Tech Wear: Engineering Challenge Spotlights Wearable Devices

Apr 23 2015 | By Jesse Adams | Photos: Timothy Lee Photographers

The overwhelming response to Apple’s smartwatch pre-sale is a clear indicator that the market for wearable devices is in high demand. Columbia Engineering graduate students recently showcased their own innovative wearable device designs in the School’s first annual “Engineering Your Style” competition.

From an initial field of 20, five teams were selected to receive $500 to develop, build, and program their prototypes in the Makerspace, with monthly mentorship and access to the facility’s resources. The student teams, which worked from October to February, demonstrated their prototypes and pitched their ideas to a panel of judges at the Makerspace on April 16, competing for the grand prize of presenting at the Maker Faire in New York City this September.

The judges—including Electrical Engineering Professor and Makerspace advisor John Kymissis, entrepreneur Adam Rapp BS’04, Fashion Institute of Technology professor Theanne Schiros, and tech expert Jeremy Balkin—weighed each team’s marketability, innovation, and readiness to pursue commercial applications.

The competition was so keen that the judges awarded shared first place to Guide, a highly customizable, low-power device with almost limitless potential applications, including navigation, location logging, and emergency notification, designed by graduate mechanical engineering students Dhruv Nair and Vaibhav Paraashar; and Stride, an innovative insole for shoes that has sensors to track gait and initiate vibrations to correct the wearer’s steps and prevent injuries in real time, the invention of electrical engineering graduate students Omar Kiyani and Arvind Srinivasan.

Other contenders were Speaksense, a device that plays recorded audio, among other applications, to enable people who rely on sign language to easily communicate in emergency situations, developed by Sanket Gupta (electrical engineering) and Yen-Chu Tu (chemical engineering); EEG Cap, a low-cost and portable electroencephalogram headset that analyzes brainwaves and can assist in decision-making, by Yandong Li (electrical engineering); and Control iT, a brain computer inferface device that uses signal acquisition from an electrode to turns minds into joysticks for novel games, created by Kay Igwe (electrical engineering).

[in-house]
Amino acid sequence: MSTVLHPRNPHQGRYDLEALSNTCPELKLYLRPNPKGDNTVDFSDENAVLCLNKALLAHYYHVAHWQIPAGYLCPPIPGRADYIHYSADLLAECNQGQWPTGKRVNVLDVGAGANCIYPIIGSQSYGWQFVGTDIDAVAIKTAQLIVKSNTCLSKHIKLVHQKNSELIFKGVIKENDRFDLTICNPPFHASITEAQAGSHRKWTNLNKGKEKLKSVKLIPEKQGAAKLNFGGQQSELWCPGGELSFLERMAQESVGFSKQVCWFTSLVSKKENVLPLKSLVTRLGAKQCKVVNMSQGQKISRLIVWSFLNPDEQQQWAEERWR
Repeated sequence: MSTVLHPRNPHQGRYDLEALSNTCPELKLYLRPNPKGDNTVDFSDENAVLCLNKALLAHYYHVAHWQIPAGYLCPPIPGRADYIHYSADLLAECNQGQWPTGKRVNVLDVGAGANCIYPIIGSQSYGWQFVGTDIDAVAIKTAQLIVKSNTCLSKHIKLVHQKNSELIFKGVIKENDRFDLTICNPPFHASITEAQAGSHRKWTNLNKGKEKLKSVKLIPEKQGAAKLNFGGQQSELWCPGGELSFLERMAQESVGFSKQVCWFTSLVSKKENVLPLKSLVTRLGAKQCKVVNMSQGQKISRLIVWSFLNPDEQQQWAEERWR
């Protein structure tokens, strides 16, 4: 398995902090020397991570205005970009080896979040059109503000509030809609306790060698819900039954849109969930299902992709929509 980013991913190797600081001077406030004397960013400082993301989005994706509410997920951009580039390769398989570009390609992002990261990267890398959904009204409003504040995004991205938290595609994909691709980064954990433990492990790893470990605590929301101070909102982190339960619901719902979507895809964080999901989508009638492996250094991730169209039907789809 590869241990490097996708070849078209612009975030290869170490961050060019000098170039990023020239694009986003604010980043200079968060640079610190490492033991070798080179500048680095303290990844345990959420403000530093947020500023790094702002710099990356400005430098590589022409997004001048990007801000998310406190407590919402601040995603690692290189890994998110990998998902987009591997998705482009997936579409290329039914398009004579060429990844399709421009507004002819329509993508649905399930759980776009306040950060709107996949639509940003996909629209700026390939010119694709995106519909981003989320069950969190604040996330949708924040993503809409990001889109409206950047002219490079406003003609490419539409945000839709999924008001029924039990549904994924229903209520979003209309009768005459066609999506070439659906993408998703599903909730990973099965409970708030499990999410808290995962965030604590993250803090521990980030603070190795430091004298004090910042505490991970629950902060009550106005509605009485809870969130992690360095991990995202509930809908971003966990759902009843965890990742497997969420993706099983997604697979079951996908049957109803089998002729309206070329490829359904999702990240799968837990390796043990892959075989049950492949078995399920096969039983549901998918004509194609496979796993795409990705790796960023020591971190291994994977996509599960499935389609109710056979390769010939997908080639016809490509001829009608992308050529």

The finalists also received free movie tickets and tickets to an end of semester social at the Sky Room in Times Square from the Office of Graduate Student Affairs, which sponsored the competition.

“This competition enables students to experiment with ideas while also challenging them to think critically about the process of product development, pitching concepts, the rewards and challenges of collaboration, and the importance of user feedback and research,” said Ellie Bastani, assistant dean of Graduate Student Services and Post-Doctoral Affairs, who served as a judge and mentored teams throughout the process. “We’re excited to continue the competition in the upcoming fall semester.”

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